by Stefan Gleason, Money Metals:
The threat of economically crippling lockdowns, the promise of unending monetary stimulus, and the uncertainty of game-changing political outcomes – this is the “new normal” for investors.
The COVID pandemic won’t be eradicated anytime soon. And even when it finally is, the economic and social costs will continue to be borne for years to come.
In such an environment, all conventional asset classes carry heightened risk. Certain types of assets, though, may now be well positioned to shine.
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Among them is silver.
With politicians and central bankers desperately trying to paper over real economic losses with artificial stimulus, the outlook for the value of the U.S. dollar looks bleak.
A record $3.1 trillion federal budget deficit combined with an explicit new inflation-raising campaign by the Federal Reserve puts holders of dollar-denominated paper assets in jeopardy.
Hard assets in general and precious metals in particular act as a natural countermeasure to currency depreciation.
Some commodities, such as crude oil, have suffered greatly in recent years amid the push for “green” alternatives to fossil fuels. Dramatic growth in electric vehicles and solar energy installations is likely to continue, regardless of the upcoming election outcome.
The upshot is that all viable alternatives to fossil fuels require massive amounts of metals – from copper to nickel to silver to rare earths.
“Silver is found in virtually every electronic device. If it has an on/off button, it’s likely that silver is inside,” according to the Silver Institute. “Silver’s excellent electrical conductivity makes it a natural choice for everything from printed circuit boards to switches and TV screens.”
As cars become more technologically advanced and more likely to be powered by batteries, they will require larger quantities of strategic metals including silver. The motor vehicle industry already consumes over 36 million ounces of silver per year – and that number will surely grow as global demand picks back up.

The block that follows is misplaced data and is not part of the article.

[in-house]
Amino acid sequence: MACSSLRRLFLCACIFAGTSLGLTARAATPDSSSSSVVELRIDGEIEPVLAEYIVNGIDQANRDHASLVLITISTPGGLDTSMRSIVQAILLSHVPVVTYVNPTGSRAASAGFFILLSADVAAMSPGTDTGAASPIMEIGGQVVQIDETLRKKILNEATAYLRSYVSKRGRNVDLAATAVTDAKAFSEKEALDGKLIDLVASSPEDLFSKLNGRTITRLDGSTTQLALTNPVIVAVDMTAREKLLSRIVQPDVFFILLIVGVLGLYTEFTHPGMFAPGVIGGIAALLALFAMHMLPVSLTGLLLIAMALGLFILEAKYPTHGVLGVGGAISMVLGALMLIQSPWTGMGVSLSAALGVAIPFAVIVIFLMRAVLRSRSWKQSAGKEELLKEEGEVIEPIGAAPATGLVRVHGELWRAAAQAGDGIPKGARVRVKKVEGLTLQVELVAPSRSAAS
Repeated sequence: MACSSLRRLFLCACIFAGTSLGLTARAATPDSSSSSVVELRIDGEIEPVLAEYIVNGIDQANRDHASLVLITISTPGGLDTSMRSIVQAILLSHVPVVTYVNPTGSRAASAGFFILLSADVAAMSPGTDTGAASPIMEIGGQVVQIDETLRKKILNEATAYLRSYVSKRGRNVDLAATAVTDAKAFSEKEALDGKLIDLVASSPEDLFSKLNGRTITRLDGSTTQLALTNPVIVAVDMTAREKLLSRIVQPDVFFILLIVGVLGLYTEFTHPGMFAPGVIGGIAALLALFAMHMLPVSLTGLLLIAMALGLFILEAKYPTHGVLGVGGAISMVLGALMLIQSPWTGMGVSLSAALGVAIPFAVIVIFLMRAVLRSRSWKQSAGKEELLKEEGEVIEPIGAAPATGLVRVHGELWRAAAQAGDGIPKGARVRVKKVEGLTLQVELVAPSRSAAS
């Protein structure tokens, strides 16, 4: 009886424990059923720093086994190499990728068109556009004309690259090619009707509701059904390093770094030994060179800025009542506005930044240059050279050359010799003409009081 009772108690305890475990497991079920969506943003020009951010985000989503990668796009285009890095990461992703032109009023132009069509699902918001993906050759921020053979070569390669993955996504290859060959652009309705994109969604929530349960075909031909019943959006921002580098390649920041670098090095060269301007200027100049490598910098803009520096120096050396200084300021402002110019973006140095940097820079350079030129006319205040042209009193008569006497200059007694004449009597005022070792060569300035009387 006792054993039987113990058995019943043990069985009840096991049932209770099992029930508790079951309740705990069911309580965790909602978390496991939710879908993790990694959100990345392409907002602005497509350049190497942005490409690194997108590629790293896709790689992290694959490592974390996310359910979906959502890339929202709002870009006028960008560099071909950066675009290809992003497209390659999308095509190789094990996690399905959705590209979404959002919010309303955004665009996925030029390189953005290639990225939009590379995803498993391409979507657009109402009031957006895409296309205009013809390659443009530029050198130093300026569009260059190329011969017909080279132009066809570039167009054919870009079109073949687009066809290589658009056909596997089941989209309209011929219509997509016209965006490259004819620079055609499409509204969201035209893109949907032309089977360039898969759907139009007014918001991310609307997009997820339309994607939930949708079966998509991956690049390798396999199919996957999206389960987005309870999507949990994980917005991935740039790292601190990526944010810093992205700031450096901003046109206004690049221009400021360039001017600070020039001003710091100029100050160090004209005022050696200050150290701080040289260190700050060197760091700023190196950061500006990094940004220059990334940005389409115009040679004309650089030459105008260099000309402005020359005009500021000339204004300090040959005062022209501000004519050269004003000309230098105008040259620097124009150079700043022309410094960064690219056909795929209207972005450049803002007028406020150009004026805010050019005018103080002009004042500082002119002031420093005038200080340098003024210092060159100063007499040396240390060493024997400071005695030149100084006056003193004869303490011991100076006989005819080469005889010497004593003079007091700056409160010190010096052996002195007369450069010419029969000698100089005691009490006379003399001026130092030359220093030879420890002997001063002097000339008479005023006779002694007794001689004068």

The trend toward more metals-intensive energy development could accelerate if Joe Biden wins the presidency and Democrats take over the Senate.
Biden now says he rejects the most extreme planks of AOC’s “Green New Deal” platform, including a ban on fracking. But he is still vowing to push through a multi-trillion-dollar green energy program of his own.
Regardless of the election outcome, most of America’s largest corporations will continue to pursue environmental, social, and governance (ESG) targets. In recent years, shareholder activists including government pension funds have successfully foisted their ESG demands upon corporate America.
It’s why today fast-food companies feel compelled to virtue signal their support for everything from reducing their carbon footprint to implementing critical race theory to celebrating transgenderism. What does any of this have to do with selling burgers?
It has to do with the fact that taking up politically fashionable causes is nearly a prerequisite for doing business as a publicly traded company. A low ESG score means being protested by activists and shunned by institutional investors.
A company can score ESG points by making commitments to “diversity” or capital investments in solar panels, for example. This means that demand for green technologies can far exceed the actual utility they deliver.
Demand for photovoltaic solar systems is expected to explode in the years ahead. This year solar-related stocks have been among the hottest performers in the market.
But as demand continues to grow, the solar industry could soon run into a serious supply problem in critical metals including silver.
Photovoltaics are one of the fastest growing sources of industrial demand for the white metal. Silver saw a 7% increase in such demand last year to over 85 million ounces.
Meanwhile, investment demand for silver bullion has been surging in recent months at the same time as mining supply is contracting due to adverse economic and political (lockdown) conditions.
Silver often trades in a volatile manner. That volatility could be amplified depending on how the election turns out and how much of a toll the virus takes in the coming weeks.
Regardless of whether the futures market reads a particular development as “good” or “bad” on any given day, three major long-term drivers of silver price appreciation appear unstoppable:
- The Fed will continue to pursue inflationary stimulus regardless of the election outcome.
- Insatiable demand for solar energy and various electronic applications will continue to use up more silver.
- A mining supply deficit in silver will contribute to market tightness and possible bottlenecks that render refined silver products difficult to obtain by investors and industrial users alike.
At some point, higher silver prices will send market signals that alleviate the supply and demand crunch. But that point may be years away – and multiples of price appreciation ahead.